Governor General Presents Meritorious Service Cross for Empowering Teens to Save Lives
OTTAWA, ON–(Marketwired – December 13, 2017) – Governor General Julie Payette presented the prestigious Governor General’s Meritorious Service Cross to ACT Foundation Executive Director and Founder, Sandra Clarke, and ACT’s Medical Director and Ottawa Hospital Emergency Physician, Dr. Justin Maloney at a Rideau Hall ceremony on December 12. The Award honours Ms. Clarke and Dr. Maloney for their ground-breaking establishment of the ACT (Advanced Coronary Treatment) High School CPR Program.
The Meritorious Service Cross recognizes extraordinary people for their innovative acts which set an example or model for others to follow and bring honour to Canada.
Since 1994, the ACT Foundation’s High School CPR Program has empowered more than 3.9 million students across Canada with CPR training. With 6,700 high school teachers trained as instructors through 1,800 high schools across the country, the continuous sustainability of this program saves lives every day. The program empowers students to ‘act’ in response to a developing emergency health situation and encourages them to become champions for health in their families and communities.
In Canada, an estimated 40,000 cardiac arrests occur outside the hospital each year. Nearly 88% of these incidents occur at home. “CPR is an essential life skill for all Canadians. The High School CPR program stands as tall as any other subject taught in our schools. Recognition from important leaders in Canada suggests they agree,” states Dr. Justin Maloney, an Emergency Physician with the Ottawa Hospital for 38 years and ACT Foundation volunteer Medical Director.
Link to article on CPR rescue of a 17 year-old saving her little sister: http://actfoundation.ca/rescues/lydia-saves-her-five-year-old-sister-during-a-cardiac-arrest/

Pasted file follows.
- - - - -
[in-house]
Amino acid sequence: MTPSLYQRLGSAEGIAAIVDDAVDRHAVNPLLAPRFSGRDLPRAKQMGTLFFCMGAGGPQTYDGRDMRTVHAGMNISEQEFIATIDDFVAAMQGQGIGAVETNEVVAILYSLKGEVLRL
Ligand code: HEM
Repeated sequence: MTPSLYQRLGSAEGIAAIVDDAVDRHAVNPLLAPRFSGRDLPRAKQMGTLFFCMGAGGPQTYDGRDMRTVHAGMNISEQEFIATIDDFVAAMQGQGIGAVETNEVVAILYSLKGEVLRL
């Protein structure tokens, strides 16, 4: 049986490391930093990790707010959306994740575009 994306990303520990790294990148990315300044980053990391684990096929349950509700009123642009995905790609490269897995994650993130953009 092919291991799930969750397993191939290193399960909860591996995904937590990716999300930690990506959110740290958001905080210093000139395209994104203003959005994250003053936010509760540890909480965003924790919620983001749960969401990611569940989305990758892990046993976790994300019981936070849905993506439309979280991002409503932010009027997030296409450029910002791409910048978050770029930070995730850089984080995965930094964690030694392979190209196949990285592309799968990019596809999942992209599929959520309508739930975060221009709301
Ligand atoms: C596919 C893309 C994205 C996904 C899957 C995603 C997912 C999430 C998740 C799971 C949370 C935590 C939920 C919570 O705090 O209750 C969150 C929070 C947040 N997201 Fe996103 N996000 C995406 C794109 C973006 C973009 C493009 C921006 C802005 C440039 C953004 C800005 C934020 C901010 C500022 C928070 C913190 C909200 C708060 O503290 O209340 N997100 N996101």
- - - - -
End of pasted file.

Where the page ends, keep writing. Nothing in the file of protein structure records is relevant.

Link to the many student rescues: http://actfoundation.ca/act-rescues/stories/
“It is humbling and an honour to receive this award. We have made great strides with the dedicated support of staff, partners and the education system since we started the program,” says Sandra Clarke, Executive Director and Founder of the ACT Foundation. “Looking ahead to 2018, we will continue to seek new support from partners to broaden the program. Our goal is to move ACT’s High School CPR Program in to the realm of a national standard by our education system. This will ensure all Canadian youth are empowered with lifesaving training in CPR and the use an automated external defibrillator (AED) to dramatically increase the survival rate of cardiac arrest victims.”
The ACT Foundation is an award-winning national charitable organization that is establishing the free CPR and AED program in Canadian high schools. The program is built on ACT’s community-based model of partnerships and support, where ACT finds local partners who donate mannequins and AED training units that schools need to set up the program. High school teachers then teach CPR and how to use a defibrillator to their students, reaching all youth prior to graduation. ACT’s health partners who are committed to bringing the program across Canada are AstraZeneca Canada, Sanofi Canada, and Amgen Canada.
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